Re-evaluating your visitor personas is your first critical step in understanding where the opportunities lie for your destinations with the changes in their behaviour.

Specifically, look at the following:

  • How have their motivations changed? Are they still looking for the same outcomes from their holiday now, in comparison to what they used to want? Or have their priorities in motivations changed? Knowing this will help guide how you position your destination which translates to the type of content you create.
  • How do they access their information now? McKinsey and Co highlighted in their recent research that 75% of people using digital channels for the first time, will continue to use them when things return to normal. This means destinations need to think about any changed touchpoints for their visitor personas, and ensure those touchpoints are optimised.
  • Understand the travel limitations for your Personas who are located internationally and interstate. Personas aren't typically location dependent given that people of all ages, genders and locations travel for the same motivations and/or hae similar challenges. But in COVIDtimes, you will need slightly nuanced messaging and content for your Personas who can't physically travel to your destination. As an example,
  • Understanding the emotional state of our Personas at any given time will also need to be considered. Destination Think! highlighted in a presentation back in March 2020 that each individual's experience through COVID is different. Where, depending on their personal experiences, they could be grieving, anxious, stressed, bored, or optimistic (see below image from their presentation). So it's important that you adjust your understanding of your key personas emotional state, which will help you to ensure your messaging is nuanced to support them throughout their travel purchase journey.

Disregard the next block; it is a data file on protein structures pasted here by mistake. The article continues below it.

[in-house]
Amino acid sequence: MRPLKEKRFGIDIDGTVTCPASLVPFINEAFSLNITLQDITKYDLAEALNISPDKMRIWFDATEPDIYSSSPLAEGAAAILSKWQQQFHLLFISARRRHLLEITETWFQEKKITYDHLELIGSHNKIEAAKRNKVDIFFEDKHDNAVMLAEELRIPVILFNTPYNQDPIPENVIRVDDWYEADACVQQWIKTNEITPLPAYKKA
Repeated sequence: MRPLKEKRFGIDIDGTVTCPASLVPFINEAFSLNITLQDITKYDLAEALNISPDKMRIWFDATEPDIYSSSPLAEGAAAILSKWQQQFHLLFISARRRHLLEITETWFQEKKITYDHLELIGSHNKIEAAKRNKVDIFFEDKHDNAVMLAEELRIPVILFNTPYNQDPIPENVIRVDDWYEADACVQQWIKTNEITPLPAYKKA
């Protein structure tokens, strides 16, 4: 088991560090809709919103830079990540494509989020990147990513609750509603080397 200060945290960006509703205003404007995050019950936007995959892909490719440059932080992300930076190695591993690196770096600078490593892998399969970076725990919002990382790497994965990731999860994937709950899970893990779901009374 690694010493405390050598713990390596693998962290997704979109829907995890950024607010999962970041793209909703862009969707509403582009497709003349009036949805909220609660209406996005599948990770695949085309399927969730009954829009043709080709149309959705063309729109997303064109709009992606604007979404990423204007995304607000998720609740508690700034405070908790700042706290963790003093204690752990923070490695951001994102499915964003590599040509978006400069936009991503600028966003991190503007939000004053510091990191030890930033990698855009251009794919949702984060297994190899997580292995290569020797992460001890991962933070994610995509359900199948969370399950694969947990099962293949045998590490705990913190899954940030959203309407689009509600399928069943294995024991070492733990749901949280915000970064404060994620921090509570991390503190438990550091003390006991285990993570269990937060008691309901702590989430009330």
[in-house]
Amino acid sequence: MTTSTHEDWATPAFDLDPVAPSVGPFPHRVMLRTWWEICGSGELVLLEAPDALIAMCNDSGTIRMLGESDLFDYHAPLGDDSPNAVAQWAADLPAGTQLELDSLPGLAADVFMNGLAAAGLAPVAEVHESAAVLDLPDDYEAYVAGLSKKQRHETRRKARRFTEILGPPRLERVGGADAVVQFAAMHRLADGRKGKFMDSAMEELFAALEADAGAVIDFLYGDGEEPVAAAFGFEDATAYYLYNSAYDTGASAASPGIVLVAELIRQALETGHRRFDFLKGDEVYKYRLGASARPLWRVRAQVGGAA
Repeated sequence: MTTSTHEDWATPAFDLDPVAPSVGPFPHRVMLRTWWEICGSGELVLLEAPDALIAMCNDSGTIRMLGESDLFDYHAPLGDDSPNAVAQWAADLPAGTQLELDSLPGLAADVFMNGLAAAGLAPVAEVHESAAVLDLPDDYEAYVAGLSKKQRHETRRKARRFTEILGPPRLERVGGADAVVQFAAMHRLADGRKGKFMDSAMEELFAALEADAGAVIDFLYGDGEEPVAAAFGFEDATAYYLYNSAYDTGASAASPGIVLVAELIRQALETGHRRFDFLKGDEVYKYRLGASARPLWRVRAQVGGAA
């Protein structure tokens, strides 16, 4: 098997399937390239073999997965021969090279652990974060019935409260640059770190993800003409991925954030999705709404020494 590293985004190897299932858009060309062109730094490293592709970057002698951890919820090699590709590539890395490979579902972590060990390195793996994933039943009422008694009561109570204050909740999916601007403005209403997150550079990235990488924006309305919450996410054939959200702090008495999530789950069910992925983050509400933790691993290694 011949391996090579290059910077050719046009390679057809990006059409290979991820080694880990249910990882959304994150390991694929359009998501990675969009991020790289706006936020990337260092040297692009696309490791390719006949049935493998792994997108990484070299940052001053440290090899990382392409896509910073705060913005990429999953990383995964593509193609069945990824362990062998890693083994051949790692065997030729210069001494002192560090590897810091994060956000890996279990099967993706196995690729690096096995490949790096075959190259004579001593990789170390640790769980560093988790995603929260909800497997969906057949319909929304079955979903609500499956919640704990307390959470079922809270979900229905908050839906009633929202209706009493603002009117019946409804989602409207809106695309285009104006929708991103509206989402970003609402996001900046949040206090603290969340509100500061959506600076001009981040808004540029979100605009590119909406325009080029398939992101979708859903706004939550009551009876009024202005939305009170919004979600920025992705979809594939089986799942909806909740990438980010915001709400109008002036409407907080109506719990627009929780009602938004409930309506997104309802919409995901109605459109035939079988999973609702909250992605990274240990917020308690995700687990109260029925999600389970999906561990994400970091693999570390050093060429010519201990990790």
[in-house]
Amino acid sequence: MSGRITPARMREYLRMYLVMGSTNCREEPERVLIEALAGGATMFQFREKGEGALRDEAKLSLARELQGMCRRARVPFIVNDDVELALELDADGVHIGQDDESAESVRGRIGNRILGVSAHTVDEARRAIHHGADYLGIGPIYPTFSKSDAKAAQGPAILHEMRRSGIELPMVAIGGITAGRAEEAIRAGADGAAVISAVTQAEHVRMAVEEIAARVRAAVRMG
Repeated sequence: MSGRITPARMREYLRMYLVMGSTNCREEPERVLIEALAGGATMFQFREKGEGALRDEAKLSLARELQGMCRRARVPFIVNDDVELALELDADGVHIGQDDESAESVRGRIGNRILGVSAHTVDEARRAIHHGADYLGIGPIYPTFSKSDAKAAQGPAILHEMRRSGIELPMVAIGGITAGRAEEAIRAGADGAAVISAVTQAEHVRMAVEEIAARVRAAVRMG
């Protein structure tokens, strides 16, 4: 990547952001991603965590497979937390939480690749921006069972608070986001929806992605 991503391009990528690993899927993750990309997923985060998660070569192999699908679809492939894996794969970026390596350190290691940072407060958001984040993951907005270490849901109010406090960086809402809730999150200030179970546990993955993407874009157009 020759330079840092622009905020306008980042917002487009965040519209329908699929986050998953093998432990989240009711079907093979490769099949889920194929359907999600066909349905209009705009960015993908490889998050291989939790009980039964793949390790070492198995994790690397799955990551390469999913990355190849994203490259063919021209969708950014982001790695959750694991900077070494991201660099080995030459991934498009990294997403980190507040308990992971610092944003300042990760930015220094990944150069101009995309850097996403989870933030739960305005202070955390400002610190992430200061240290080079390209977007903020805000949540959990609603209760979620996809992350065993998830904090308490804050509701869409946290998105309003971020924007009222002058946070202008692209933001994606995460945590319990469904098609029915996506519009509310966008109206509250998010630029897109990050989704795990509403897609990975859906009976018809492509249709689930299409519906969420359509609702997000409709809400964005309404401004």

2. Bring your Persona's travel motivations to the forefront of your Messaging

Typically, motivations for travel are very much about the individual or the group who are planning the travel - what they want out of their time away from home base.

The image below is a great round-up of some of the key overarching motivations as to why people travel (not just for the adventure travel segment), with the majority of people wanting to feel transformed.

Data presented by Tourism Australia at the Australian Regional Tourism Convention highlighted that Roadtrips to Regional areas, and specifically Food and Wine and Outdoor Activities (getting a nature fix) is high on the agenda of Australian's planning their next trip (as per the below image).